Courtney works across aisle on school-aid bill
Every so often we are reminded that Congress, for all its dysfunction and partisanship, can get something done.
Such was the case recently when a bill was pushed through the House and Senate, with bipartisan support, that will make sure that school systems that receive federal aid because of high concentrations of students who come from untaxable military housing or tribal reservations won’t see pandemic-related funding cuts.
The Groton school system receives about $3.5 million and Ledyard $1.6 million by way of the Impact Aid program. School officials were concerned that remote learning and disruptions caused by the COVID-19 could skew the enrollment numbers that communities must file to receive the aid.
The legislation holds such school systems harmless. Last year’s count of students will be used this year to keep funding steady.
Rep. Joe Courtney introduced the bill. This is the kind of nuts-and-bolts legislating that Courtney, a Democrat who has represented our local Second Congressional District for seven terms, does well. To attract bipartisan support, Courtney worked with a Republican co-sponsor, Rep. Dusty Johnson of South Dakota, when introducing the bill. At 12%, South Dakota has among the highest percentages of Native Americans in its population.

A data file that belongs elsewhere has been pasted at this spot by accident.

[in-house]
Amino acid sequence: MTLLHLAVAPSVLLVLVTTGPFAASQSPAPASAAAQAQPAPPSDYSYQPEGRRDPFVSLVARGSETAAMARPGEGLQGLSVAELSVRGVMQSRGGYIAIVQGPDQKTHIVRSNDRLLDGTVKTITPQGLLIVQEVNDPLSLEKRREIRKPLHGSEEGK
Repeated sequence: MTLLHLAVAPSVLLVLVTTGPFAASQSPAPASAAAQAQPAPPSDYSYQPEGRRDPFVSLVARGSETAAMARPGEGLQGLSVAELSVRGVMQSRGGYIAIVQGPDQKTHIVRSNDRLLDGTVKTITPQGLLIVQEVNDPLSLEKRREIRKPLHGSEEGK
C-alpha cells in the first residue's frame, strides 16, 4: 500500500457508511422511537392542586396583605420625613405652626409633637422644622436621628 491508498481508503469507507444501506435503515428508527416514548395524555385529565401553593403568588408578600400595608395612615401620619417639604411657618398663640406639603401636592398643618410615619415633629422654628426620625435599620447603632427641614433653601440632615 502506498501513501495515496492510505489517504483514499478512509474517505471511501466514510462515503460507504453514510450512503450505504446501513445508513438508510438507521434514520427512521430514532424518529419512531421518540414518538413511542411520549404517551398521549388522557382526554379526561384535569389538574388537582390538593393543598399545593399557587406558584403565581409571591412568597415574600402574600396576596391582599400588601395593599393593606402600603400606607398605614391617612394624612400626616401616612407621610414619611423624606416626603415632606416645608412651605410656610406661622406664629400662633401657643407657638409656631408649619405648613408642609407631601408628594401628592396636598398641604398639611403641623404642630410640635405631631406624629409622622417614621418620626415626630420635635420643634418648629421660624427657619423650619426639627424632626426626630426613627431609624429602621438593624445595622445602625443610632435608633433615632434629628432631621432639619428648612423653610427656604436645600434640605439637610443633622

“I’m grateful to my partner Dusty Johnson … for joining me to introduce this bipartisan bill, and for all our colleagues who helped work across the aisle to get this done,” said Courtney in announcing the legislation’s passage.
That’s called closing the loop. Maybe this proven ability to get things done on small matters bodes well for finding common ground on bigger issues. We can always hope.
The Day editorial board meets regularly with political, business and community leaders and convenes weekly to formulate editorial viewpoints. It is composed of President and Publisher Tim Dwyer, Editorial Page Editor Paul Choiniere, Managing Editor Tim Cotter, Staff Writer Julia Bergman and retired deputy managing editor Lisa McGinley. However, only the publisher and editorial page editor are responsible for developing the editorial opinions. The board operates independently from the Day newsroom.
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